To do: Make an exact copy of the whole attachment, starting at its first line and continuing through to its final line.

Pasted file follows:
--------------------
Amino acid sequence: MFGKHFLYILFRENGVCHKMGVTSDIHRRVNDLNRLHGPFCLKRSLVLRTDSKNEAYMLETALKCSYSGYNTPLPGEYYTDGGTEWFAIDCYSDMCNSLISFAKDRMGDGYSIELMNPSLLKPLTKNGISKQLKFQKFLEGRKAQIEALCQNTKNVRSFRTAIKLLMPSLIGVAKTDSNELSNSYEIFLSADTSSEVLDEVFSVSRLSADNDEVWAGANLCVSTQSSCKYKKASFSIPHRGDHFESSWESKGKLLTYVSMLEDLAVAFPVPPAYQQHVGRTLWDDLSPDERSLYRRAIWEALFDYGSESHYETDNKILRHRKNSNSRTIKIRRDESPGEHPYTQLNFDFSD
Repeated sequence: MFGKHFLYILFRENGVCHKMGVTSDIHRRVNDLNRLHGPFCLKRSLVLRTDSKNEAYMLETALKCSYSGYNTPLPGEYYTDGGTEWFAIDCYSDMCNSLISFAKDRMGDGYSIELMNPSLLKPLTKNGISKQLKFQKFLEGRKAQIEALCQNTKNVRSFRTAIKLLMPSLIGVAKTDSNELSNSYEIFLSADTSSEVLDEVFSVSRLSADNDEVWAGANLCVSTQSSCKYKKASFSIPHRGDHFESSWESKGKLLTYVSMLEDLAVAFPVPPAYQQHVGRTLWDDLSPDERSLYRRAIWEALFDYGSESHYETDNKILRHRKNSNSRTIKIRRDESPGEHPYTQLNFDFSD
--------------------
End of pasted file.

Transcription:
Amino acid sequence: MFGKHFLYILFRENGVCHKMGVTSDIHRRVNDLNRLHGPFCLKRSLVLRTDSKNEAYMLETALKCSYSGYNTPLPGEYYTDGGTEWFAIDCYSDMCNSLISFAKDRMGDGYSIELMNPSLLKPLTKNGISKQLKFQKFLEGRKAQIEALCQNTKNVRSFRTAIKLLMPSLIGVAKTDSNELSNSYEIFLSADTSSEVLDEVFSVSRLSADNDEVWAGANLCVSTQSSCKYKKASFSIPHRGDHFESSWESKGKLLTYVSMLEDLAVAFPVPPAYQQHVGRTLWDDLSPDERSLYRRAIWEALFDYGSESHYETDNKILRHRKNSNSRTIKIRRDESPGEHPYTQLNFDFSD
Repeated sequence: MFGKHFLYILFRENGVCHKMGVTSDIHRRVNDLNRLHGPFCLKRSLVLRTDSKNEAYMLETALKCSYSGYNTPLPGEYYTDGGTEWFAIDCYSDMCNSLISFAKDRMGDGYSIELMNPSLLKPLTKNGISKQLKFQKFLEGRKAQIEALCQNTKNVRSFRTAIKLLMPSLIGVAKTDSNELSNSYEIFLSADTSSEVLDEVFSVSRLSADNDEVWAGANLCVSTQSSCKYKKASFSIPHRGDHFESSWESKGKLLTYVSMLEDLAVAFPVPPAYQQHVGRTLWDDLSPDERSLYRRAIWEALFDYGSESHYETDNKILRHRKNSNSRTIKIRRDESPGEHPYTQLNFDFSD